The struggle of the Tuhoe people is nothing if one of undying perseverance lasting more than a century in the face of blatant injustice. As we have seen here in Mauritius and elsewhere, it is no mean task to stand up to the might of the colonial masters
“The struggle of the Tuhoe people is nothing if one of undying perseverance lasting more than a century (118 years to be precise!) in the face of blatant injustice. As we have seen here in Mauritius and elsewhere, it is no mean task to stand up to the might of the colonial masters. But under the charismatic leadership of Tamati Kruger in the latter part of the 20th century, Tuhoe’s tenacity paid off with the passing of the Tuhoe Claims Settlement Act 2014. In recognition of the injustice done to them, The Act granted the tribe financial, commercial and cultural redress valued at $170m, a historical account and Crown apology and, unheard of in any other colonized territory, governance of Te Urewera land — the land of their forefathers, their traditional homeland!”
The mere mention of New Zealand conjures up images of vast sprawling swathes of green farming land dotted with white bleating sheep, gushing rivers and foaming waterfalls, snow-capped mountains and woody forests peopled with cuddly opossums; and of course the All-Blacks performing the famous Maori Hakka on the world’s rugby fields. All of it coupled with a gentle liberal-minded administration ministering the happy fate of its people that include the Pakeha (white) and the indigenous non-white Maori populations.
But what the eye does not see is the sleeping giant underground — a slumbering angry mass of boiling lava that can erupt anytime without notice and cause unimaginable mayhem and destruction. However that anger is not only confined to the seething magma. The Tuhoe have had cause to be very angry with the treatment meted out to them — along with other indigenous Maori groups — by the English settlers.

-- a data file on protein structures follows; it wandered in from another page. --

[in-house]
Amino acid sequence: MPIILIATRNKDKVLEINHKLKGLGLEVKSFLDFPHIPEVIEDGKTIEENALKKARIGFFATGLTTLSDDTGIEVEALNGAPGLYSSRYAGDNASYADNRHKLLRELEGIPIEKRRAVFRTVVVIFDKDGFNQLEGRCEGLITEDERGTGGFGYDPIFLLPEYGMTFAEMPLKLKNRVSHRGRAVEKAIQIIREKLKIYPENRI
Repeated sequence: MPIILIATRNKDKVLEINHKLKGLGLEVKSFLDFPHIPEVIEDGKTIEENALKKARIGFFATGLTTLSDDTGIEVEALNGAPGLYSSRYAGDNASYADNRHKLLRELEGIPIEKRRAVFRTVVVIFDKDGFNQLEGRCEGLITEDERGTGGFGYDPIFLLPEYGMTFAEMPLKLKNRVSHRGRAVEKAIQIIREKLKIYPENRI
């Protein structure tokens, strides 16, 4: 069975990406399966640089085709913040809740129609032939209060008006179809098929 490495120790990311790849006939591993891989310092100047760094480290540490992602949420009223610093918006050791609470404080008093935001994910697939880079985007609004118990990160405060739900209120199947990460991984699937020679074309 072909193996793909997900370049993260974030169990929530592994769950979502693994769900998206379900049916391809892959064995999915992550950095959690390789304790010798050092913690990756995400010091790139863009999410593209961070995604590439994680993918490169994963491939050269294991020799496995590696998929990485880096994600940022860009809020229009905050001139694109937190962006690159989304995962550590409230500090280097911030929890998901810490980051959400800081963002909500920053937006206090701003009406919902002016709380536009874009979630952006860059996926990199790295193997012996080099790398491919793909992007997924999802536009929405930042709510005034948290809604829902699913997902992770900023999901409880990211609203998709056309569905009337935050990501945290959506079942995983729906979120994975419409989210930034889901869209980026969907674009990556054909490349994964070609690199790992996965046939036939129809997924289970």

Who are Tuhoe?
Ngai Tuhoe — also know as the children of the mist on account of the misty land that they occupy — are a Maori tribe of NZ whose traditional homeland is Te Urewara National Park, a densely forested region in North Island. They live mostly in the mountain valleys of Ahikereru and Ruatahuna. And like many indigenous peoples around the world, they hold tenaciously to their ancestral values and traditions in a fast globalising world.
Today the total Tuhoe population is estimated to be +40k of which 30% still live in the National Park. Throughout history the Tuhoe have maintained a strong attachment to their Maori identity, with the result that today, in spite of invasive European and Internet influence, up to a record 60% can speak the Maori language.
British Empire. In 1769 Captain James Cook “discovered” New Zealand and set about mapping the country. Throughout the rest of the 18th century the island state received regular visits by explorers, sailors, missionaries and traders. In a move designed to turn New Zealand into a part of the British Empire, the Treaty of Waitangi 1840 was signed between the British and various Maori chiefs, ironically conferring British citizenship to the Maoris in their own land. I say ironically because normally it is the immigrant who adopts the local nationality, right?!
Anyway the 1800s and early 1900s witnessed extensive British settlement throughout the country. Wars leading to the defeat of many a Maori tribe coupled with the imposition of British economic and legal systems resulted in New Zealand land passing from Maori to British ownership. Thus dispossessed of their land, Maori impoverishment became inevitable.
As can be expected there was general Maori resistance to assimilation in the British Empire, but the tenacity of the Tuhoe marked them apart from the rest. Thus in 1896 Parliament was obliged to pass the Urewera District Native Reserve Act. The Act enshrined Tuhoe absolute rights over a 2.650 sq.km reserve which would be controlled not by the Native Land Court — that was used to coerce Maori dispossession — but by a Tuhoe-controlled Commission. Perhaps most importantly the Act allowed for Tuhoe self-government with Tuhoe values, traditions and customs.